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Chapter 14

# REE-3043 Chapter Notes - Chapter 14: Cash Flow, Net Present Value

Department
Risk Management/Insurance, Real Estate and Legal Studies
Course Code
REE-3043
Professor
William M Woodyard
Chapter
14

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- Introduction
o The valuation of future benefits is complicated by 2 factors:
1. Even if their timing and magnitude can be known with certainty, the
future benefits of a proposed investment cannot simply be added up to
determine their current value to investors because the present value of
future benefits declines as the time the investor must wait for the future
benefits increases
2. Value assessments are generally based on expected cash flows, but
what actually happens is seldom, if ever, exactly what the investor
expected
The more risk investors face when undertaking an investment, the
greater the rate of return they should expect
- The Time Value of Money
o Terminology
Future Value (FV)- the value of money is some period beyond time zero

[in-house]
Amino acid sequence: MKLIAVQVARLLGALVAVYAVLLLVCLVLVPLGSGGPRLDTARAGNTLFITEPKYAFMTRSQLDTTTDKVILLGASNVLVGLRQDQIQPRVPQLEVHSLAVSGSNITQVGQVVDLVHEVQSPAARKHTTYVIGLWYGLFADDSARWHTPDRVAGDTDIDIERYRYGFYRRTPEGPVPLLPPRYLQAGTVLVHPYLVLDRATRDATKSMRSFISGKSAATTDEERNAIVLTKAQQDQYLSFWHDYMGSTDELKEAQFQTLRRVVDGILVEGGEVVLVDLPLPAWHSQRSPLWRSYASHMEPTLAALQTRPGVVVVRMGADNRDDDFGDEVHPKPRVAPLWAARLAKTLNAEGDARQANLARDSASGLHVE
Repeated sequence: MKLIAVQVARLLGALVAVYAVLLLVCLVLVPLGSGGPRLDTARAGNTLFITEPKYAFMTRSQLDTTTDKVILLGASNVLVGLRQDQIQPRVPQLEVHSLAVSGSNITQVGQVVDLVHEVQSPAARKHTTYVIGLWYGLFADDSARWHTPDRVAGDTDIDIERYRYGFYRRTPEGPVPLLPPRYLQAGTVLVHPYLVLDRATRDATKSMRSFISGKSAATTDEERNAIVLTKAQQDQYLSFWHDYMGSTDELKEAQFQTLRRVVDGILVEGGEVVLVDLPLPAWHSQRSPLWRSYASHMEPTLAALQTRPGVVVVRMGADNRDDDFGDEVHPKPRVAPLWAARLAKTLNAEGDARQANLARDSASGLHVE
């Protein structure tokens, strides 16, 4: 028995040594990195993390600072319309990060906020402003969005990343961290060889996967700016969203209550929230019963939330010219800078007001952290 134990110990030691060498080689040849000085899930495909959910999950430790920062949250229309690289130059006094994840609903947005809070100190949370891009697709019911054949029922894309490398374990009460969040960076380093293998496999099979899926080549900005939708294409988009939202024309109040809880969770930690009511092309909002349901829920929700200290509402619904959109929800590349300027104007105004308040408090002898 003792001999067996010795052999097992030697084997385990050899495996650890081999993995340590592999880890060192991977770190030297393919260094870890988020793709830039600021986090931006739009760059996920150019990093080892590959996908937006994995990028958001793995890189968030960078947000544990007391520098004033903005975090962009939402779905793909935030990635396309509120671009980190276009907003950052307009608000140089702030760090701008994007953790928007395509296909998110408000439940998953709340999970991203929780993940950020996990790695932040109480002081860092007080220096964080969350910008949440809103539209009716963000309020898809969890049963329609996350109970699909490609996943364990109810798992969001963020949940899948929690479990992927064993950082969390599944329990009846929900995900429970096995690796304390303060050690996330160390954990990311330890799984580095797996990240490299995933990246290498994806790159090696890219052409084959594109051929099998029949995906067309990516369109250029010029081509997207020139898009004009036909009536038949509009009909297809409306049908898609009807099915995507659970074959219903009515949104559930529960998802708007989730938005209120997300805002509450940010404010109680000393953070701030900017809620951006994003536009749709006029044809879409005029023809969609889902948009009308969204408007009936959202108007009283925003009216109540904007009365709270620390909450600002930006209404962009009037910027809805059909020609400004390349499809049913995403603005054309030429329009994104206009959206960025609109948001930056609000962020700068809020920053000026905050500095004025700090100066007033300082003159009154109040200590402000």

Calculating a future value means converting cash invested in the
current period into what it will be worth at some future date
Present Value (PV)- the value of future cash flows at time zero
Taking the present value of inflows means converting future cash
flows in present value
Lump Sum- a one-time receipt or expenditure occurring in a given period
Ordinary Annuity (A)- a fixed amount of money paid or received at the
end of every period
Compounding- calculation of future values
Discounting- calculation of present values
N- the number of compounding periods
I- the periodic interest rate
PV- the lump sum amount invested at time zero
PMT- the periodic level payment or receipt
This may be a fixed monthly mortgage payment or a lease
payment
FV- the lump sum cash flow or the future value of an investment
o The rate of return is usually referred to as the investment yield or the internal
rate of return (IRR)
o The alulated IRR a e opaed to the ivesto’s euied IRR o siila
projects of equivalent risk
If the going-i IRR exeeds the ivesto’s euied ate of etu, the
investment should be undertaken
If the going-i IRR is less tha the ivesto’s euied ate of etu, the
investment should be forgone and other opportunities pursued
o Value and Risk
Many investors believe that high quality industrial property tend to have
relatively reliable cash flows
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